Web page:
During the recession, it was much easier to find mega-conglomerates that fit our purchase criteria, but the upward march of stocks has significantly pared back the list of such candidates, notes Benj Gallander, editor of Contra the Heard.
General Electric (GE) — our Top Pick for conservative investors in 2017 — continues to play musical chairs, buying and selling subsidiaries and divisions like the Tasmanian Devil hooked on speed.
While some analysts may feel they have a good fix on the numbers and can tally pro forma statements like an astrologer dialed into the future, our powers of divination are misty. There are simply too many moving parts.
This is no niche player. That CEO Jeffrey Immelt keeps track of them all is a Herculean feat. Annual revenues are enormous, at $117 billion. Earnings this past quarter were a feisty $2 billion. The backlog of $319 billion is a record.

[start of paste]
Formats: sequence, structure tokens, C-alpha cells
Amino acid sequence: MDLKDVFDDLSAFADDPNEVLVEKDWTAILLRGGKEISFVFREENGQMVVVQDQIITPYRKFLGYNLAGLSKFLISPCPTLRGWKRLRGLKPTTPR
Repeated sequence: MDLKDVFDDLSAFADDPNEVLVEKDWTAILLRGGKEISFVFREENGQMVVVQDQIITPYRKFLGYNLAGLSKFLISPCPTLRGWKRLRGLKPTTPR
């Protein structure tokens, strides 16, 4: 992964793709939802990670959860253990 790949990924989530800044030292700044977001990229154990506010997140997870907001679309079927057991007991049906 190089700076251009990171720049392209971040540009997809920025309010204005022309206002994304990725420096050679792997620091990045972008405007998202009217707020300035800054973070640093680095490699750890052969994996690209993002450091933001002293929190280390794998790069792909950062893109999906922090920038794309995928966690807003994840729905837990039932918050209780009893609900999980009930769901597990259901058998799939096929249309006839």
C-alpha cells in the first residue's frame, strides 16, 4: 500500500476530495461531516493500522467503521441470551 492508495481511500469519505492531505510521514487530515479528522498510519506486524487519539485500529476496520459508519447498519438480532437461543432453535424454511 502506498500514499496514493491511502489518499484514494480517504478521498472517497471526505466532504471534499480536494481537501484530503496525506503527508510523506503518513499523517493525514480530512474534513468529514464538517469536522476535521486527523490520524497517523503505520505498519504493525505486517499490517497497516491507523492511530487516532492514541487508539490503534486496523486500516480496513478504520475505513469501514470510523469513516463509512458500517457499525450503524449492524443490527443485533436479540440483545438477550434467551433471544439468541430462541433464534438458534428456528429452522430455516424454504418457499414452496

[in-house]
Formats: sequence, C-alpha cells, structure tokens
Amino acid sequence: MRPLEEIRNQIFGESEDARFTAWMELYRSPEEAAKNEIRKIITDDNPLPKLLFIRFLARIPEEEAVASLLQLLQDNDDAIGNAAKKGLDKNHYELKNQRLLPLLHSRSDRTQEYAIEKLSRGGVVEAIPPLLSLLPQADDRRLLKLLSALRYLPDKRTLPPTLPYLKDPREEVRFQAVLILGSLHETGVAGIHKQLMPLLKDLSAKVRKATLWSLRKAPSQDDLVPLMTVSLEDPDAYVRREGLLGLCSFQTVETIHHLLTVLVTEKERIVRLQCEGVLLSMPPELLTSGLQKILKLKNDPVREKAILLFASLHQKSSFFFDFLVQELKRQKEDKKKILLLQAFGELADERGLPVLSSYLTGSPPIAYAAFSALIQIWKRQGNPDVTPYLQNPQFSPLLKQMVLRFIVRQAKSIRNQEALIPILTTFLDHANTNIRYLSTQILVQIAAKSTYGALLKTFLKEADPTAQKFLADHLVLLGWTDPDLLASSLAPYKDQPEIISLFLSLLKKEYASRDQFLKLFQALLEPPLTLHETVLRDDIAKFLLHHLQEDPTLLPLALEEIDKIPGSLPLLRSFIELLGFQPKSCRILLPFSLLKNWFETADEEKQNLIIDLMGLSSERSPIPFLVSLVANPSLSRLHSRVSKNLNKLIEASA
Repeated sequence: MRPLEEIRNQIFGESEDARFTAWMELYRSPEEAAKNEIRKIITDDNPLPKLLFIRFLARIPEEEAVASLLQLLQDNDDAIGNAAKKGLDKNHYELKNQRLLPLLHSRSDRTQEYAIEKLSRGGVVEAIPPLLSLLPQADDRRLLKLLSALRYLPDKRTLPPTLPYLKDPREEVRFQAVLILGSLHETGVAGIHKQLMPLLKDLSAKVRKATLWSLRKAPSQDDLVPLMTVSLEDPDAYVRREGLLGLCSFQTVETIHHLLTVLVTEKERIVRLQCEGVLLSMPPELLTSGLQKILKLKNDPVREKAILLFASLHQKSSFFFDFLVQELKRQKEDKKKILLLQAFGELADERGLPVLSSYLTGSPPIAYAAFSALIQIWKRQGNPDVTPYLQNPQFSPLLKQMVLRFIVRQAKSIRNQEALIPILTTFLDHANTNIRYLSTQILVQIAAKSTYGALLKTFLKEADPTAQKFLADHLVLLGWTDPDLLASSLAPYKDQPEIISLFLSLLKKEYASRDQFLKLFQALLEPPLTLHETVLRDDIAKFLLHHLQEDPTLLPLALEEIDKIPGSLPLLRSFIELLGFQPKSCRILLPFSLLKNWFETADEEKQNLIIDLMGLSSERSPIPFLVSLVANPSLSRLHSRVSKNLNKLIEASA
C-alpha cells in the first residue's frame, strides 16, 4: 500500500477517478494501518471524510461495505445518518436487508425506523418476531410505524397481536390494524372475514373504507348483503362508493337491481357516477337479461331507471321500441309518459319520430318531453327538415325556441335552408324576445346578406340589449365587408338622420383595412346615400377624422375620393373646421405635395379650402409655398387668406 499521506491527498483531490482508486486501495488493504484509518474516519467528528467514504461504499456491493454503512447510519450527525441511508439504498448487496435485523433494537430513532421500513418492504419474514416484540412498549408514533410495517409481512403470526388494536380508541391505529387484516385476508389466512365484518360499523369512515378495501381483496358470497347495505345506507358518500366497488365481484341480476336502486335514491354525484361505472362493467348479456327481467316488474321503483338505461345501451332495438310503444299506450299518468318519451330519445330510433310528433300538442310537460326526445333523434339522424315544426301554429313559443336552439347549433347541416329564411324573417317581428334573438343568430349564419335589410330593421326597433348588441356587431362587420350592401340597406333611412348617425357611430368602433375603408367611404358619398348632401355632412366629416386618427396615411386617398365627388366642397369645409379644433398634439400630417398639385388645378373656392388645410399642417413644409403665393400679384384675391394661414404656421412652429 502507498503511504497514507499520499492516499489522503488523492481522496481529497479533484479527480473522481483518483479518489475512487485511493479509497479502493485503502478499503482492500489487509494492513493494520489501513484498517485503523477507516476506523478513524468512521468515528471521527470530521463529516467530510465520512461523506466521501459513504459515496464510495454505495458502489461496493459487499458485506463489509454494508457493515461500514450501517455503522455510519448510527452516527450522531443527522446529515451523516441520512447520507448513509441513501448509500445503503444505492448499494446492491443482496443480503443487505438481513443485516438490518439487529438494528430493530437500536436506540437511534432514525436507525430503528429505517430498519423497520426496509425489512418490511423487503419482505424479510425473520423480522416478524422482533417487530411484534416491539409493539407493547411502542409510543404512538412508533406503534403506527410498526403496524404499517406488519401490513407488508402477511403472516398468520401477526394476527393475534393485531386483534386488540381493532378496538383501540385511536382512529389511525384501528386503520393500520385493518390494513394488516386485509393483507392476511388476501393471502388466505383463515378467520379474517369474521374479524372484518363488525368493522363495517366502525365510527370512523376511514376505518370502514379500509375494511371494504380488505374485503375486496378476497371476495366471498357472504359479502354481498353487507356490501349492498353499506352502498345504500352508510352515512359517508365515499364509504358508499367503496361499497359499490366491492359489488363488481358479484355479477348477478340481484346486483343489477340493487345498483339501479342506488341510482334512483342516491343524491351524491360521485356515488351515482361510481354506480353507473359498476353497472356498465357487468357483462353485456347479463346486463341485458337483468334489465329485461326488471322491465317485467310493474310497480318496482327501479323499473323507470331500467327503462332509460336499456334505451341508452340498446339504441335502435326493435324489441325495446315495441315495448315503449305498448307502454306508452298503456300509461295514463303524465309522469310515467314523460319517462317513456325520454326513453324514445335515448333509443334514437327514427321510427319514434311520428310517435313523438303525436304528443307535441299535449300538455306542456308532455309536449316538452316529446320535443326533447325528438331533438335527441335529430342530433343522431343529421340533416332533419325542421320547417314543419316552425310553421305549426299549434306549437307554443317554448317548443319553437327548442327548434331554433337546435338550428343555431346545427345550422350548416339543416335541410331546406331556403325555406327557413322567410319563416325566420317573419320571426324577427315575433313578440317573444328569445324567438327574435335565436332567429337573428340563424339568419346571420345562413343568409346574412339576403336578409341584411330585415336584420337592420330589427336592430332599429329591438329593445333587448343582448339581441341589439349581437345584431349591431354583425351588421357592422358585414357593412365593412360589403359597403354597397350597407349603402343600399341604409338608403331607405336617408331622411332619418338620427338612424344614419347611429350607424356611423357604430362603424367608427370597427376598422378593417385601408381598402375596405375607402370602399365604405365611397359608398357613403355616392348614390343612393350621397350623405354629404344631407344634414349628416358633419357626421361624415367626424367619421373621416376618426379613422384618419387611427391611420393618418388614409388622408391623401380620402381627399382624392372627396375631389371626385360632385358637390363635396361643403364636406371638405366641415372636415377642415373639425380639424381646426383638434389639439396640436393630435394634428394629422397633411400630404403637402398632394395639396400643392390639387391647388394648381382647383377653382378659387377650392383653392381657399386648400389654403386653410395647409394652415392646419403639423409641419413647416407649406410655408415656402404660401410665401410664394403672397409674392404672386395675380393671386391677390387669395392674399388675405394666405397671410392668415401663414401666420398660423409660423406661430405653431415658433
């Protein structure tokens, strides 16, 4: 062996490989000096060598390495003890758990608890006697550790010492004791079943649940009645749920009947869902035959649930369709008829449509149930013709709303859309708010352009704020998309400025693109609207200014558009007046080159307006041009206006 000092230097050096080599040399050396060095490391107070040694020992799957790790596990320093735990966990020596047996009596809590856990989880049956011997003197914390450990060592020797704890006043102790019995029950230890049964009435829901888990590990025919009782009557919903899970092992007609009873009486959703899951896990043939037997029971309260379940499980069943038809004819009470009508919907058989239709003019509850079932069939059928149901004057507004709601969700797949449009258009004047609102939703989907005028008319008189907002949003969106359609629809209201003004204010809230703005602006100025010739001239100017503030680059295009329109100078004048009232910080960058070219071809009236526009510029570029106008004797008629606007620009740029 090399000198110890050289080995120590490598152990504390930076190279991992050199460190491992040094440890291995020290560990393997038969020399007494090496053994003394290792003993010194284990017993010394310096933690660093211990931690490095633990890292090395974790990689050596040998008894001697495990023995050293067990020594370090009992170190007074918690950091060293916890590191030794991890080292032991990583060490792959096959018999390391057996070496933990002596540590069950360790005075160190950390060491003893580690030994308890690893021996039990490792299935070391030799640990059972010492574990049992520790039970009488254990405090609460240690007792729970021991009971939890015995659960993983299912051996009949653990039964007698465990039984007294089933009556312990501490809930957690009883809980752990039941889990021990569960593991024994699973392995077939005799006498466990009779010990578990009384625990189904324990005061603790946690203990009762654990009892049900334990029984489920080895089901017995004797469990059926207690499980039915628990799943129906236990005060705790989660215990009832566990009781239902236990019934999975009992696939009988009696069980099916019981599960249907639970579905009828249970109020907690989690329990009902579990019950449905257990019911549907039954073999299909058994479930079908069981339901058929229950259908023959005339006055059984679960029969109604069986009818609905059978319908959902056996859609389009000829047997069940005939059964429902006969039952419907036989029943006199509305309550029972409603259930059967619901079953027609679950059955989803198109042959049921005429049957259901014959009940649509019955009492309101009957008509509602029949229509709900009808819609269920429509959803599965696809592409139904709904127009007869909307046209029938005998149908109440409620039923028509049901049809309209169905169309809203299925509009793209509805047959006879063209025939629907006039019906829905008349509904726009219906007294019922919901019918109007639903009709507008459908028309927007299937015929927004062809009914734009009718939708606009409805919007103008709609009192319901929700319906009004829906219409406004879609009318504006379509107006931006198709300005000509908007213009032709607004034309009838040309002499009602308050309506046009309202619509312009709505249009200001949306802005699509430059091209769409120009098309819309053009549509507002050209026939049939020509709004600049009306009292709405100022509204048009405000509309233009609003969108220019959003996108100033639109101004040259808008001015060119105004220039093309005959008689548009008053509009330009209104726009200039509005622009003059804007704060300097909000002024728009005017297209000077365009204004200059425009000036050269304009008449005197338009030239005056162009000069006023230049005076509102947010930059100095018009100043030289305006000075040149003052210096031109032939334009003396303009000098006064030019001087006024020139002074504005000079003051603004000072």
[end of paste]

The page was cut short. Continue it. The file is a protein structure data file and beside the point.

If margins are healthy, the bottom line should be lusty, and a recent dividend increase added to the ongoing investor returns. At the current $0.24 cents per quarter, it is lovely to collect, but that’s a far cry from the high-water mark of $0.31 cents.
One arena where this firm is being attacked is in the tax realm. Currently, the company is in the throes of moving its head office from Connecticut to Massachusetts — Boston, to be precise.
The fact that Connecticut has raised corporate taxes five times since 2011 is obviously a key driver, while the Bay State accompanied Boston by offering incentives of $145 million to draw GE into the fold.
Technically, GE’s stock price has recovered nicely since the recession. However, it sits just under half the peaks scaled during the technology bubble.
There’s still lots of potential upside, but we caution that the state of the global economy overall is critical to this corporation’s results.
Tickers Mentioned: Tickers: GE